Letter: Would a Basic Income Guarantee Improve Lives on the Saugeen Bruce Peninsula?

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Learning About BIG

How would a Basic Income Guarantee affect your life? Given the changes that the Covid-19 emergency is bringing to our lives, it seems like a good time to reflect on how we live on the Peninsula. Folks talk about hoping to get back to normal. Others say ‘normal’ with significant poverty in Canada and Canada’s world-leading greenhouse gas emissions per capita means that the global pause caused by the pandemic provides an opportunity to envision a different ‘normal’. Here on the Saugeen Bruce Peninsula, we can ask: what new normal do we aspire to? One aspect of this is how folks make income.

Introduction of the Community Emergency Response Benefit (CERB) provides an opportunity to re-visit the concept of a Basic Income Guarantee (BIG), also referred to as a Guaranteed Annual Income. 

Basic income in Canada today

Canada has had a few important ‘starts’ on getting to the BIG but our history leaves many looking for more inclusion. Currently, the most significant income guarantees are provided for seniors and children. 

Old Age Security is provided as a “demogrant”, meaning that almost all adults on reaching 65 can receive it. It is an amount of money provided regularly to individual seniors, regardless of family status, past or present work status or other income. In addition, the Guaranteed Income Supplement is provided to seniors with low income. 

Children’s benefits share similarities. Income guarantees for seniors and children work in tandem with an abundance of public services. As noted above, in response to the Covid-19 crisis, the federal government introduced the CERB, providing eligible Canadians with $2,000/month until September 2020 – while not all Canadians are eligible, it is a form of basic guaranteed income; a simple but short-term BIG.

Basic income is not welfare

For working-age Canadians, overall there is little income security in the event of job loss, disability, divorce, prolonged illness and treatment, maternity, economic recession and other life events. For those in this age range, Canada’s “last resort” income floor is provided by welfare (“social assistance” programs such as ‘Ontario Works’) and it is very unlike a basic income concept. There is no universality, for there are different income floors for different categories of people in different parts of the country. There are many complex rules and conditions that do not apply to other people, often discouraging work effort and causing stress and poor health. In many cases welfare provides an income nowhere near to meeting basic needs. It is a throwback to an earlier time that is not suitable to life in a modern, affluent democracy. Welfare is not a basic income.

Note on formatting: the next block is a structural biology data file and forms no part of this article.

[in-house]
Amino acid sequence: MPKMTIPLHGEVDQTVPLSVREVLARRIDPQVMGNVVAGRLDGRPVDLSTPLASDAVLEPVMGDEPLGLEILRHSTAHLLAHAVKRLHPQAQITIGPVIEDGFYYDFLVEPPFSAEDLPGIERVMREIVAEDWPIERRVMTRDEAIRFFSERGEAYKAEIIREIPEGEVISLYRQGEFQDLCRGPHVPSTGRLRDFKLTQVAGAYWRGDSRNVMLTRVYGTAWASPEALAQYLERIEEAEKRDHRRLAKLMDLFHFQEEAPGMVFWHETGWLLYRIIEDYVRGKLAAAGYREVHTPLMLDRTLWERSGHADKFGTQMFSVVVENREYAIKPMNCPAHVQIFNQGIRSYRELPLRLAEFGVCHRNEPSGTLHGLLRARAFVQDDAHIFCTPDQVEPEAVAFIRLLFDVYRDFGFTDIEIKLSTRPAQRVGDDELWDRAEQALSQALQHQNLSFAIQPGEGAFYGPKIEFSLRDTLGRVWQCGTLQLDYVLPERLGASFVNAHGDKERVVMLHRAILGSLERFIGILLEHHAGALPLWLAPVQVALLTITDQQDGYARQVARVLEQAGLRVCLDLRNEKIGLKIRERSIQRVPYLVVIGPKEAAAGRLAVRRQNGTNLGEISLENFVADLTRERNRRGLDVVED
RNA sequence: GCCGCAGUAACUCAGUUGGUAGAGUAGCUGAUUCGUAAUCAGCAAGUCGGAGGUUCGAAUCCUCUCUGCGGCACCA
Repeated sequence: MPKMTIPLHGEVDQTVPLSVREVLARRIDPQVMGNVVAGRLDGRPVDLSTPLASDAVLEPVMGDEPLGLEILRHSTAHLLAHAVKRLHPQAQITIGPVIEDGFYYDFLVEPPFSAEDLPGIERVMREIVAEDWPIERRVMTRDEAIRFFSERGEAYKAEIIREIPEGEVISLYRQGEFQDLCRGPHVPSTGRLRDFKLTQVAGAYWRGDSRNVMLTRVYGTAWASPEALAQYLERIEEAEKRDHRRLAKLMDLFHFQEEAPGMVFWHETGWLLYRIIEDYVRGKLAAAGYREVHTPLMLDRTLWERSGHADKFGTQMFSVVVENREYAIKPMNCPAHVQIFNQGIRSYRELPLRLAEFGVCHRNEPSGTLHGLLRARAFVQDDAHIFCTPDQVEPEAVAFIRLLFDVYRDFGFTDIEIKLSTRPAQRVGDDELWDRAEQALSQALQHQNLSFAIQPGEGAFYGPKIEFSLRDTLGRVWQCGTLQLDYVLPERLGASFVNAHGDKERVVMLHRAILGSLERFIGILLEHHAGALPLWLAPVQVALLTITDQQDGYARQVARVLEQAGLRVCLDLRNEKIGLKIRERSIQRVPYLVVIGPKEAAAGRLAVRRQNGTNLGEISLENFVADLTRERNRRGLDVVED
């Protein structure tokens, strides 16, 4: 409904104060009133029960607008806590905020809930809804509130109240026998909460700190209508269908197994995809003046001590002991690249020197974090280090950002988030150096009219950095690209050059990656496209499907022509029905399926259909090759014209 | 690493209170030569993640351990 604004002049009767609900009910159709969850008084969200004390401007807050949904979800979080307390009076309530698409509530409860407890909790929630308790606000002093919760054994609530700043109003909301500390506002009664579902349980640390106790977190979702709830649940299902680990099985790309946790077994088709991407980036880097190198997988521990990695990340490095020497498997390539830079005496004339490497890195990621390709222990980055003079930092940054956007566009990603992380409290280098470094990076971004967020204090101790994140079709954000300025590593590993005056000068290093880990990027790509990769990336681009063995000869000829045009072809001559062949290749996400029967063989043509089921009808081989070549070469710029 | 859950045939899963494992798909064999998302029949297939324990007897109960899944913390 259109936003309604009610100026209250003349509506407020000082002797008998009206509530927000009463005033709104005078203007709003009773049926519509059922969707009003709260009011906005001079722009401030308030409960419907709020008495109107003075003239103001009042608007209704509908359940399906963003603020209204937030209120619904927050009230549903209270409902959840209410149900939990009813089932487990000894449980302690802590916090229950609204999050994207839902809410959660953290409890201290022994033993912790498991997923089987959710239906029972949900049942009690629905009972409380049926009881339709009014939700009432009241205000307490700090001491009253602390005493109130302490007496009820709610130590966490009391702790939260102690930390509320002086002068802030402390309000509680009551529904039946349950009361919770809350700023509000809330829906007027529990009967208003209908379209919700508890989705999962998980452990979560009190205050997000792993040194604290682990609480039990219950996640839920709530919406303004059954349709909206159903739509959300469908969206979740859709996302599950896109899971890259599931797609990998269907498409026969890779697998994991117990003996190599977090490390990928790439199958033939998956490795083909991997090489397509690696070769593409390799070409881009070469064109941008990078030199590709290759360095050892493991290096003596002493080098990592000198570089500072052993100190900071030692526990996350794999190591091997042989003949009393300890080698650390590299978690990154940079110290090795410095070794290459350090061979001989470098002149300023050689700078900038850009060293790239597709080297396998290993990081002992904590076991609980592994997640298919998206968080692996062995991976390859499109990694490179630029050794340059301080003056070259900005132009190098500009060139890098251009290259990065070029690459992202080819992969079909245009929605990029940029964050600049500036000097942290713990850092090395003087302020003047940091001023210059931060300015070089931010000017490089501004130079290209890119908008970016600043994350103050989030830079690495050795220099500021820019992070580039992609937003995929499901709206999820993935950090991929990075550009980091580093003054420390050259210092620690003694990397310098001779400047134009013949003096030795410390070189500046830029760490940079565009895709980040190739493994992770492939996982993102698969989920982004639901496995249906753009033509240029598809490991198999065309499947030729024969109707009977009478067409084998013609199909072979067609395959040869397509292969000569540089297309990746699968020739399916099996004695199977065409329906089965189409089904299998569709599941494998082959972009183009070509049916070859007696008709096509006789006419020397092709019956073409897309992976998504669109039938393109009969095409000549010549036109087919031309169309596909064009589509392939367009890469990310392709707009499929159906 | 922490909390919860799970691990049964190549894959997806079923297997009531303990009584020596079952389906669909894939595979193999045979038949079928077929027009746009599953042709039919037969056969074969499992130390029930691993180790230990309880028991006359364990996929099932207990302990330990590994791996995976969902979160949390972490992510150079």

A New Reality

Ever increasing rates of technological change are creating a new reality in which automation is replacing human labour, making life better in many ways, but also taking away livelihoods. Employment is increasingly insecure, the economy is shedding jobs, and much socially valuable work continues to go unrewarded. Some people are doing very well while many Canadians are losing ground–in income and wealth as well as in control of time, the ability to raise families and other aspects of citizenship that have been dependent on stable employment. A basic income is key to creating a future that offers security and dignity for all while ensuring a fairer distribution of work, wealth, income and participation in society.

Basic income: an idea whose time has come

The advent of universal public health care changed Canadians’ lives profoundly: quality medical care provided on the basis of our health, not our bank accounts, makes Canada a more equal, affordable and healthy place to live. Universal social supports still do not cover other essential needs such as pharmaceuticals and child care. Other challenges such as affordable housing and affordable transportation need more attention. 

How would a BIG affect your life? Are you benefiting from the CERB right now? 

Our next letter investigates how the BIG might play out on the Saugeen Bruce Peninsula given our seasonal economy, small population, and older demographic. Much of the information contained in this article comes from the Basic Income Canada Network – learn more at: basic income canada.org. We hope that you and your family are finding ways to cope and recover in the months ahead. Join in this discussion and look for the next letter.

Noreen Steinacher

and Brian McHattie